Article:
Know the signs and triggers of Sundowner’s Syndrome.
Sundowning isn’t a disease. It’s a group of symptoms that occur at a specific time of the day. These symptoms may affect people with Alzheimer’s disease and other types of dementia. The exact cause of this behavior is unknown.
The term “sundowning” refers to a state of confusion occurring in the late afternoon and lasting into the night, typically occurring between the hours of 4:30 p.m. to 11 p.m. Sundowning may be worse during the fall and winter months when the daylight hours are shorter. As a caregiver, some signs to look out for include:
• Unmet needs.
• Pain or discomfort.
• Agitation, anger or irritability.
• Confusion, delusions, or hallucinations.
• High levels of anxiety.
• Pacing or wandering.
The duration of these symptoms can stop abruptly, change and fade over time, which can be very difficult for caregivers to manage. Factors to avoid that may aggravate late-day confusion include…
• Spending a day in an unfamiliar place.
• Low lighting.
• Increased shadows.
• Disruption of the body’s “internal clock”.
• Being hungry or thirsty.
• Presence of an infection such as a urinary tract infection.
Help Prevent Triggers and Symptoms.
Sundowning syndrome is not a simple condition, but it is a common occurrence that many loved ones and caregivers struggle with. While you may not be able to stop sundowner’s syndrome completely, you can help prevent sundowning and reduce symptoms with these tips.
1. Look for triggers
Certain activities and environments can trigger one’s sundowning such as fatigue, loud noises, discomfort, taxing activities or changes in environment or caregivers. Document what triggers worsen symptoms so you can avoid situations that promote agitation and confusion.
2. Create structure in the day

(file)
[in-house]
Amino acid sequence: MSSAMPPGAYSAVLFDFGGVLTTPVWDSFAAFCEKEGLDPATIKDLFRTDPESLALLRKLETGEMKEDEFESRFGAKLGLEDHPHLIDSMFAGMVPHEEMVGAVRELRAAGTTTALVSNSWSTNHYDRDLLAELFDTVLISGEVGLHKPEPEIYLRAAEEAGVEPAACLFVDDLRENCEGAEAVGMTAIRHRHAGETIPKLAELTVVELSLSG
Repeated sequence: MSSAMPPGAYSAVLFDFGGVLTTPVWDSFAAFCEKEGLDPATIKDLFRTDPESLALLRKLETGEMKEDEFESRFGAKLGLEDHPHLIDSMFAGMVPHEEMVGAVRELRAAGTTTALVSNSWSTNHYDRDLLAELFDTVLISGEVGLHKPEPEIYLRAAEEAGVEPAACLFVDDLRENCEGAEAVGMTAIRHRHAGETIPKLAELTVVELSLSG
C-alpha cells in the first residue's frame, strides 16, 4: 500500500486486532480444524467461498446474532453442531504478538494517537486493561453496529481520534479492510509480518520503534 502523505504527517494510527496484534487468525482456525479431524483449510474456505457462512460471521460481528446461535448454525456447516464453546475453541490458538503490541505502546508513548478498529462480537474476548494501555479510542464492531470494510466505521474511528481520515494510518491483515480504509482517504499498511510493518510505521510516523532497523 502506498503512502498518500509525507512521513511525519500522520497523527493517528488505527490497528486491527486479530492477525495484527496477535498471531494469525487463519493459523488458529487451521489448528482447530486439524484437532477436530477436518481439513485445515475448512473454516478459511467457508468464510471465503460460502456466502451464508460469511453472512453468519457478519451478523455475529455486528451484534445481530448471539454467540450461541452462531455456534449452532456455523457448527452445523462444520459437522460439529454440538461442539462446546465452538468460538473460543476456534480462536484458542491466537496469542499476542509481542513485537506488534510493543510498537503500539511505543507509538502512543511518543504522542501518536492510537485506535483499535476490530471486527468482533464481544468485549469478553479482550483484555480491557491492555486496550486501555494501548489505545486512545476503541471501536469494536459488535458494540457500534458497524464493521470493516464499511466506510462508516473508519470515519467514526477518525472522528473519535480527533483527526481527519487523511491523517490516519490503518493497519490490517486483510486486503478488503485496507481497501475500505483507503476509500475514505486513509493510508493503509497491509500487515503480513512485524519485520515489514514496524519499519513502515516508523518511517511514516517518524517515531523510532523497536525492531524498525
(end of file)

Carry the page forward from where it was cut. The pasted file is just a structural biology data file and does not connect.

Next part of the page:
Daily routines can help residents feel safe by minimizing surprises and reducing anxiety and confusion. Offer structured meaningful activities earlier in the day, including physical exercise
3. Get outdoors
Take residents for a walk and get some sunlight and fresh air. Sunlight can help set their internal body clock as well as help reduce pent up energy.
4. Support good rest
Fatigue and lack of sleep can worsen symptoms. Alternate activity with brief periods of rest and ensure residents get a good night’s sleep. When resting, try and avoid letting residents nap. This disrupts their sleep patterns and may cause restlessness at night.
5. Limit stimulation in late afternoon and early evening
Lower lights and close curtains or blinds to minimize noise and reduce clutter as it gets closer to 4:00pm. Use soothing scents like lavender and soothing touch when appropriate.
6. Be gentle
Approach the person calmly using a peaceful tone of voice. Validate their feelings and distract them with soothing music or relaxing activities.
7. Watch your own behavior
As a caregiver, you may be tired, frustrated or short-fused, which can trigger behavioral responses in the person with memory loss.
Other simple changes to the resident’s routine that can help include…
• Limiting caffeine and sugar to morning hours.
• Using night lights in dark spaces.
• Cutting off TV viewing after 4:00pm.
• Surrounding residents with familiar items.
Some research suggests that a low dose of melatonin — a naturally occurring hormone that induces sleepiness — alone or in combination with exposure to bright light during the day may help ease sundowning. This is something that should be discussed with family and physicians familiar with their medical history and currently providing medical oversight.
It’s possible that a medication side effect, pain, depression or other medical condition could be contributing to sundowning. Talk with the resident’s family and health care provider if you suspect that an underlying condition, such as a urinary tract infection or sleep apnea, might be worsening sundowning behavior, especially if sundowning develops quickly.
H2 Health helps people with dementia live life to the fullest through specialized physical, occupational, and speech therapy services in their home. To learn more, call (904) 618-3778 or email email@example.com.